Customer Reviews (14)

5-0 out of 5 stars Why the West needs the East
It's a shame that the Coptic Church is not visibly in union with Rome.As many reading this will know, they never were guilty of the Nestorian heresy. This "Eastern lung" as Pope John Paul II referred to the Eastern Church, is clearly much less 'smoke-filled' than so much of the 'Western Lung'.

The value of the deep spirituality of the Coptic (mystic) Monks is immeasurable and Matta El-Meskeen, who lived the life of the great desert fathers of the past, has so much to teach any Christian willing to take the time and read the 'pearls of wisdom' contained in the pages of this book.

It's not a book that can be read from from front to back.It requires reading a page at a time and sometime only a paragraph or phrase.One is called to reflect, pray and learn from this master.

Anyone who is serious about enhancing their prayer life would do well to acquire this and other writings of Abuna El-Meskeen.Check out his monastery's website ([...]).

5-0 out of 5 stars One of the Priceless Treasures by a True Loving profound Coptic Father
I have no more than saying that this is a very high and unique extremely profound style of Christian writing by an author who is commonly described as a Christian school for his many writings and oral teaching on different aspects of Christianity. The writer is a *Coptic monk who spent most of his life in prayers in the deserts of Egypt. You really need to read this book which was his first book three years after he had abandoned the world to dwell the desert for the rest of his life and after he had been a rich phrmacist. This book can be said to be a true masterpiece that I enjoyed reading it several times in Arabic before being translated into English with many other books by the same writer. This is published by (St. Vladimir's Seminary Press". Thanks to Amazon for making such treasures available for that reasonable price.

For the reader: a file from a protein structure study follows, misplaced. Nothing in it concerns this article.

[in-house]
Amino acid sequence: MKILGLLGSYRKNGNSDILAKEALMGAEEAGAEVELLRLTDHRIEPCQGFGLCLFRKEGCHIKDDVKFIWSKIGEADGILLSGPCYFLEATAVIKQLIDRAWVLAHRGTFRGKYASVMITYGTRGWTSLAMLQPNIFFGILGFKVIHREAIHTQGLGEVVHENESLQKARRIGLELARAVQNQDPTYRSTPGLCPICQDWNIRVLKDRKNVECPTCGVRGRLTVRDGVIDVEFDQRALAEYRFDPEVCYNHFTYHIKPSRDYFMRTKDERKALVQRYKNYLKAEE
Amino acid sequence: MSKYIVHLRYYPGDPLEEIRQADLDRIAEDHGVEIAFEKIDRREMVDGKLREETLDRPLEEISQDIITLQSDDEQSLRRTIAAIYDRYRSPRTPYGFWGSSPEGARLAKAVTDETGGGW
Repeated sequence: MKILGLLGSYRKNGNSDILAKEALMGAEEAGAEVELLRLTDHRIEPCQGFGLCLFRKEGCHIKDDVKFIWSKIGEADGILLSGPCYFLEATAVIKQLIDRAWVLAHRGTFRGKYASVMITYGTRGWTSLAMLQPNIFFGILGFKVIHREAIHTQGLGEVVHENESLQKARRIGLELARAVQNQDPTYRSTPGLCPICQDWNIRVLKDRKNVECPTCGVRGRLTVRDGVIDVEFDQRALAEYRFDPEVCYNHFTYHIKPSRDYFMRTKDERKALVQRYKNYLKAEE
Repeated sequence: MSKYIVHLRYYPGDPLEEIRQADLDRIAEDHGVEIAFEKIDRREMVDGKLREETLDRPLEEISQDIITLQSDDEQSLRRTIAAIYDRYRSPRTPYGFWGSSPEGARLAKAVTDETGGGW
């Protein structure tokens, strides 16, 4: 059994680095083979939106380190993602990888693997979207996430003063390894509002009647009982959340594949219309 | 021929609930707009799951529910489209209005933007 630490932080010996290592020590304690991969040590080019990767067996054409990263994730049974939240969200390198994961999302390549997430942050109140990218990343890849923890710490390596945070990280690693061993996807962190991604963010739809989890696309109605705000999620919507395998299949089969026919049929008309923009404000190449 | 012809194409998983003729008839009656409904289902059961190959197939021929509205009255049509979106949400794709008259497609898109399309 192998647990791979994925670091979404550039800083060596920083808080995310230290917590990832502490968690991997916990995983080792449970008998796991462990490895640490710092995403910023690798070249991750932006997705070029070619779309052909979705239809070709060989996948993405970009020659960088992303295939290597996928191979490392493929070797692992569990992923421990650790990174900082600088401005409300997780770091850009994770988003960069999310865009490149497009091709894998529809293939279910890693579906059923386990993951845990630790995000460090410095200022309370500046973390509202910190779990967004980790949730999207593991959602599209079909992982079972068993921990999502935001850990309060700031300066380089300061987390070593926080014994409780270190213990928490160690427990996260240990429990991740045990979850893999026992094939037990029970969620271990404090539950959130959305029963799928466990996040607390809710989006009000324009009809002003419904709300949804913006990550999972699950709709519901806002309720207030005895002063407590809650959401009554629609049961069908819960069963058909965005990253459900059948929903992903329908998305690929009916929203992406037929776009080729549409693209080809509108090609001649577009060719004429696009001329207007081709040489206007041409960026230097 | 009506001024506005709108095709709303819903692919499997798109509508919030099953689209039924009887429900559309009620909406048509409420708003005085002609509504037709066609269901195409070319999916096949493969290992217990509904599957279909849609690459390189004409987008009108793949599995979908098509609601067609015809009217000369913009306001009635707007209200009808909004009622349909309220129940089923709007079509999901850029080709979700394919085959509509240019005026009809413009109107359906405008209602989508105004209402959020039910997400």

Wish you all the best.

*the Copts are currently the christians of Egypt (mostly Orthodox) and they are the descendants of the Ancient Egyptians - Different from the Arab of Egypt. the words Copt and Egypt are mainly derived from the Greek word 'Aiguptos' different from the current Arabic name of Egypt 'Misr' which means 'country' in Arabic

4-0 out of 5 stars A worthwhile read
Though I'm an Old Order Baptist, there are many insights within Matthew the Poor's writings. I appreciate the scriptural references which add in understanding his perspectives. It has the academic side along with the experiential. Thanks to the Lord and the Coptic Church.

5-0 out of 5 stars This is the real thing: God waits for us to approach Him through prayer
This is the most profound and life changing book I have encountered in my entire life with the sole exception of the Bible.Anyone with the slightest inclination to explore what prayer can reveal to us should read and cherish this book.It is profound in the extreme, insightful and precise. Matthew the Poor shows us that God is waiting for us and the route to Him is through prayer.The author shows what awaits those who are willing to throw their entire heart and soul into prayer - communion with God in an amazing and intimate way.This is the polar opposite of trite and formulaic approach to the spiritual touted by popular culture, this carries the pedigree of centuries of monastic life in the desert, this is real, this is eternal.

5-0 out of 5 stars My prayers have been answered on "how to pray"!
I've always sought to find someone to guide me in prayer proper, and I found it in this book. Assimilating the early Fathers the data provided has been tested, tasted and prooven for our benefit and for the Glory and expansion of God's Kingdom -a must have book for anyone serious about praying effectively to God. ... Read more

4. Surprised by Christ: My Journey from Judaism to Orthodox Christianity
by A. James Bernstein
Paperback: 337 Pages (2008-05-15)
list price: US$18.95 -- used & new: US$18.95
(price subject to change: see help)